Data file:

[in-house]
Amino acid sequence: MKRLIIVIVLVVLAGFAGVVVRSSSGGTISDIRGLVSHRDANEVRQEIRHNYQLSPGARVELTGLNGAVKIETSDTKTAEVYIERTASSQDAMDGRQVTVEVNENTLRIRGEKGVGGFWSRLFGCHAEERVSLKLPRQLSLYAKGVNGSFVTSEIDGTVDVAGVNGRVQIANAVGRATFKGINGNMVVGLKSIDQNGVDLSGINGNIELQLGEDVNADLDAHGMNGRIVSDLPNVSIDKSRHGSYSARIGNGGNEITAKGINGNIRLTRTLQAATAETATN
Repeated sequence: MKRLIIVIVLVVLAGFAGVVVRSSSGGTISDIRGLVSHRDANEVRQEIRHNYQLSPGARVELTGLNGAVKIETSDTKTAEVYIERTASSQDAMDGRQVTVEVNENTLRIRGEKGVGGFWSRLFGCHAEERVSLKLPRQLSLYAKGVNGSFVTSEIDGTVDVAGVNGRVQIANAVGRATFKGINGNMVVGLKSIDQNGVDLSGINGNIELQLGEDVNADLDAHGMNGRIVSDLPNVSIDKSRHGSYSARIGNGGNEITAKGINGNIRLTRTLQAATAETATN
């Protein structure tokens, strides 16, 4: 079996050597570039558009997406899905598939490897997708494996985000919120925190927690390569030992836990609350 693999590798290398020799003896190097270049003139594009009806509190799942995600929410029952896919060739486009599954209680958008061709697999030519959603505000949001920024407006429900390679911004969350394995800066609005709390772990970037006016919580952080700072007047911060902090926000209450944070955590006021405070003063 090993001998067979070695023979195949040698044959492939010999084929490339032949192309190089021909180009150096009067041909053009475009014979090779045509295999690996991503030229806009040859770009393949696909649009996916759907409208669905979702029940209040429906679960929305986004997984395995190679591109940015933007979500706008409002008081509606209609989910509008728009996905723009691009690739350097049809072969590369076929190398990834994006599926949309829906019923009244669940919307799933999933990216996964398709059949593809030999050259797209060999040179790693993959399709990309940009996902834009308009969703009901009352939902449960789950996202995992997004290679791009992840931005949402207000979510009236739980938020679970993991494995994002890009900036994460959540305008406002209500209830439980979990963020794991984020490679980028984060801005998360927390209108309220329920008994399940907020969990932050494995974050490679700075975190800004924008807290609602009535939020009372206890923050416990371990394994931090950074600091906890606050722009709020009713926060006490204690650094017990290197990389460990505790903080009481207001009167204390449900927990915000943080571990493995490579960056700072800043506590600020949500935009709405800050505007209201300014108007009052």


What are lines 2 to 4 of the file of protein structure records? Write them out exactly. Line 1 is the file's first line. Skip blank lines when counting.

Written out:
Amino acid sequence: MKRLIIVIVLVVLAGFAGVVVRSSSGGTISDIRGLVSHRDANEVRQEIRHNYQLSPGARVELTGLNGAVKIETSDTKTAEVYIERTASSQDAMDGRQVTVEVNENTLRIRGEKGVGGFWSRLFGCHAEERVSLKLPRQLSLYAKGVNGSFVTSEIDGTVDVAGVNGRVQIANAVGRATFKGINGNMVVGLKSIDQNGVDLSGINGNIELQLGEDVNADLDAHGMNGRIVSDLPNVSIDKSRHGSYSARIGNGGNEITAKGINGNIRLTRTLQAATAETATN
Repeated sequence: MKRLIIVIVLVVLAGFAGVVVRSSSGGTISDIRGLVSHRDANEVRQEIRHNYQLSPGARVELTGLNGAVKIETSDTKTAEVYIERTASSQDAMDGRQVTVEVNENTLRIRGEKGVGGFWSRLFGCHAEERVSLKLPRQLSLYAKGVNGSFVTSEIDGTVDVAGVNGRVQIANAVGRATFKGINGNMVVGLKSIDQNGVDLSGINGNIELQLGEDVNADLDAHGMNGRIVSDLPNVSIDKSRHGSYSARIGNGGNEITAKGINGNIRLTRTLQAATAETATN
């Protein structure tokens, strides 16, 4: 079996050597570039558009997406899905598939490897997708494996985000919120925190927690390569030992836990609350 693999590798290398020799003896190097270049003139594009009806509190799942995600929410029952896919060739486009599954209680958008061709697999030519959603505000949001920024407006429900390679911004969350394995800066609005709390772990970037006016919580952080700072007047911060902090926000209450944070955590006021405070003063 090993001998067979070695023979195949040698044959492939010999084929490339032949192309190089021909180009150096009067041909053009475009014979090779045509295999690996991503030229806009040859770009393949696909649009996916759907409208669905979702029940209040429906679960929305986004997984395995190679591109940015933007979500706008409002008081509606209609989910509008728009996905723009691009690739350097049809072969590369076929190398990834994006599926949309829906019923009244669940919307799933999933990216996964398709059949593809030999050259797209060999040179790693993959399709990309940009996902834009308009969703009901009352939902449960789950996202995992997004290679791009992840931005949402207000979510009236739980938020679970993991494995994002890009900036994460959540305008406002209500209830439980979990963020794991984020490679980028984060801005998360927390209108309220329920008994399940907020969990932050494995974050490679700075975190800004924008807290609602009535939020009372206890923050416990371990394994931090950074600091906890606050722009709020009713926060006490204690650094017990290197990389460990505790903080009481207001009167204390449900927990915000943080571990493995490579960056700072800043506590600020949500935009709405800050505007209201300014108007009052």